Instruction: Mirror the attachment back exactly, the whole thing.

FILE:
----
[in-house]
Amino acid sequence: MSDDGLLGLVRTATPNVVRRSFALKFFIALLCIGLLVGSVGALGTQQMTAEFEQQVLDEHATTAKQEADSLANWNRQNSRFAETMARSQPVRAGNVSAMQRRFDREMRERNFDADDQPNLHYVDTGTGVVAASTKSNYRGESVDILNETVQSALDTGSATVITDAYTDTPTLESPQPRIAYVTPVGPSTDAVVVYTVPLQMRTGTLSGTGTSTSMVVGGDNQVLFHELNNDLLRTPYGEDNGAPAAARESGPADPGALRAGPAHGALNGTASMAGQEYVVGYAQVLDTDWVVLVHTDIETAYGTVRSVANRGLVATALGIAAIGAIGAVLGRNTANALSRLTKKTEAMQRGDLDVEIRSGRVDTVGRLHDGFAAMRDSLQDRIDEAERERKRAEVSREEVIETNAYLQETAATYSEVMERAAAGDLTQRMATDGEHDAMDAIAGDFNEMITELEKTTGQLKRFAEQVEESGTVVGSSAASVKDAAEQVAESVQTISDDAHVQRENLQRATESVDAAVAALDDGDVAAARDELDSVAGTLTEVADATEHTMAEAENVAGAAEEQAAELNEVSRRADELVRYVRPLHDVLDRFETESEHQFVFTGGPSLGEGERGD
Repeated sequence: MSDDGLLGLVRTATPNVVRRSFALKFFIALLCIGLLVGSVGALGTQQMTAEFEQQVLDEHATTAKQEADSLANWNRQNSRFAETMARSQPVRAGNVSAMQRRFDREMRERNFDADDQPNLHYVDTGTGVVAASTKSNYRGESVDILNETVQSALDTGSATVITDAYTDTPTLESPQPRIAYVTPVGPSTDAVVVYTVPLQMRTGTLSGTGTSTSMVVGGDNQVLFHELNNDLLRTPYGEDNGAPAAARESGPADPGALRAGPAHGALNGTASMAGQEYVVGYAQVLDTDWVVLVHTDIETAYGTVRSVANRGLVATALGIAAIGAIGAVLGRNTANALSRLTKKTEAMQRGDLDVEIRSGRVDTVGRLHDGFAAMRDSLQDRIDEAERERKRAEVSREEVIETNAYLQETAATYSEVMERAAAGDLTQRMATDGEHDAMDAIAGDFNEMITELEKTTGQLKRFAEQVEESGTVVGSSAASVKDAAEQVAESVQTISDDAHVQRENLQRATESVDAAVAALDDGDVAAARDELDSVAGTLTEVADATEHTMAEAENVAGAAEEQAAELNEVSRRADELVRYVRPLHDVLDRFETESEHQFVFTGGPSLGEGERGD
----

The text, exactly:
[in-house]
Amino acid sequence: MSDDGLLGLVRTATPNVVRRSFALKFFIALLCIGLLVGSVGALGTQQMTAEFEQQVLDEHATTAKQEADSLANWNRQNSRFAETMARSQPVRAGNVSAMQRRFDREMRERNFDADDQPNLHYVDTGTGVVAASTKSNYRGESVDILNETVQSALDTGSATVITDAYTDTPTLESPQPRIAYVTPVGPSTDAVVVYTVPLQMRTGTLSGTGTSTSMVVGGDNQVLFHELNNDLLRTPYGEDNGAPAAARESGPADPGALRAGPAHGALNGTASMAGQEYVVGYAQVLDTDWVVLVHTDIETAYGTVRSVANRGLVATALGIAAIGAIGAVLGRNTANALSRLTKKTEAMQRGDLDVEIRSGRVDTVGRLHDGFAAMRDSLQDRIDEAERERKRAEVSREEVIETNAYLQETAATYSEVMERAAAGDLTQRMATDGEHDAMDAIAGDFNEMITELEKTTGQLKRFAEQVEESGTVVGSSAASVKDAAEQVAESVQTISDDAHVQRENLQRATESVDAAVAALDDGDVAAARDELDSVAGTLTEVADATEHTMAEAENVAGAAEEQAAELNEVSRRADELVRYVRPLHDVLDRFETESEHQFVFTGGPSLGEGERGD
Repeated sequence: MSDDGLLGLVRTATPNVVRRSFALKFFIALLCIGLLVGSVGALGTQQMTAEFEQQVLDEHATTAKQEADSLANWNRQNSRFAETMARSQPVRAGNVSAMQRRFDREMRERNFDADDQPNLHYVDTGTGVVAASTKSNYRGESVDILNETVQSALDTGSATVITDAYTDTPTLESPQPRIAYVTPVGPSTDAVVVYTVPLQMRTGTLSGTGTSTSMVVGGDNQVLFHELNNDLLRTPYGEDNGAPAAARESGPADPGALRAGPAHGALNGTASMAGQEYVVGYAQVLDTDWVVLVHTDIETAYGTVRSVANRGLVATALGIAAIGAIGAVLGRNTANALSRLTKKTEAMQRGDLDVEIRSGRVDTVGRLHDGFAAMRDSLQDRIDEAERERKRAEVSREEVIETNAYLQETAATYSEVMERAAAGDLTQRMATDGEHDAMDAIAGDFNEMITELEKTTGQLKRFAEQVEESGTVVGSSAASVKDAAEQVAESVQTISDDAHVQRENLQRATESVDAAVAALDDGDVAAARDELDSVAGTLTEVADATEHTMAEAENVAGAAEEQAAELNEVSRRADELVRYVRPLHDVLDRFETESEHQFVFTGGPSLGEGERGD